Tag: art collection

Marcel Rau: a versatile artist

Walking from Brussels Central Station to the National Bank of Belgium’s Temporary Museum, you can’t fail to notice round sculptures dotting the walls on both sides of the National Bank of Belgium’s head offices. Depicting a variety of occupations, these sculpted roundels are the work of Marcel Rau, the artist tasked with the decorative aspect of the new premises built after the Second World War.

Money can’t buy happiness

A display case in Room 3 of the National Bank’s Temporary Museum contains a small painting depicting a wealthy man frightened by a skeleton playing a musical instrument. Nearby you can see an emergency banknote featuring skeletons dancing. What was the reason for depicting such macabre scenes on banknotes, and what is the connection between the painting and money? Find out in this edition of “Spotlight”!

Pointillism in the digital era: Robert Silvers’ photomosaic

Anyone who has visited the Temporary Museum must have noticed a gigantic 500-euro banknote there. This banknote appeals to one’s imagination, as it measures 1.20 metres in height and 2.30 metres in width. When standing closer, you can see that it consists of thousands of other banknotes.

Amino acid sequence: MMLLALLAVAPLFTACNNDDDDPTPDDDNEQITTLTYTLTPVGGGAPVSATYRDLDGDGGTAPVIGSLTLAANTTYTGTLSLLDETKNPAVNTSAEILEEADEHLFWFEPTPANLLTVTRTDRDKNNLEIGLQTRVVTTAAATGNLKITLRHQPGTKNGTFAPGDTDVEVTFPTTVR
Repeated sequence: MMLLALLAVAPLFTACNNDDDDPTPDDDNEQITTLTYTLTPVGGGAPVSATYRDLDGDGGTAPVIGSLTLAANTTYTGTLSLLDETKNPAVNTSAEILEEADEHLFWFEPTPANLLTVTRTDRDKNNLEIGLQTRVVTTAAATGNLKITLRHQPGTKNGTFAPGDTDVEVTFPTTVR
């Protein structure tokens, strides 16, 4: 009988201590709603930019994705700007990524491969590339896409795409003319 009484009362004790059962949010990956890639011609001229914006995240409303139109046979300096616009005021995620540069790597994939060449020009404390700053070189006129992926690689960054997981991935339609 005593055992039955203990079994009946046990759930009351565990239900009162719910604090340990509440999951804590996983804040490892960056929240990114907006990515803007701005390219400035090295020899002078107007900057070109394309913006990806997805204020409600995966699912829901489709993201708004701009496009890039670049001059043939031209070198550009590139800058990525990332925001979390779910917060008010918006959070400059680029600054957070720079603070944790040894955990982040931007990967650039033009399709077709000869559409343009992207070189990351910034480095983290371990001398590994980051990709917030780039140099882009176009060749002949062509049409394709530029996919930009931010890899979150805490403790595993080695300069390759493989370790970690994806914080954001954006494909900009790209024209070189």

There’s a cow in the museum!

After all the banknotes and coins on display at the National Bank of Belgium’s Temporary Museum, in the fifth room a large cow makes a sudden appearance. But just what is this animal doing here?

Herman Richir (1866-1942): a painter for the National Bank of Belgium

Last month, the Bank’s art collection acquired a new canvas signed in the name of Herman Richir (1866-1942).

Art or money. The world of Jacques Charlier.

Can art save the world? This is a question which already made many generations of artists, curators and spectators think deep. The question stayed in spite of all this attention unanswered, and maybe it is even better so. Ensor ou le sens des images makes however, as it seems, fun of this whole discussion. Is it possible that the specific view of the Liegois artist Jacques Charlier is to blame?

Art and Money

The National Bank of Belgium supports like a number of other companies and central banks contemporary artists. Since the acquired works are hung up on the walls of its premises, they are not usually seen by the public. From time to time a work is presented in a public hall, like the Museum of the NBB, where it can be admired by the public at large.

Money, source of vanity: a pictorial warning

Frans Francken II, a talented Flemish painter (Antwerp, 1581-1642) who ran an important workshop in his hometown, belonged to an artistic family. Both his father and his son were painters as well, although he was the most productive and the best known of the Francken dynasty.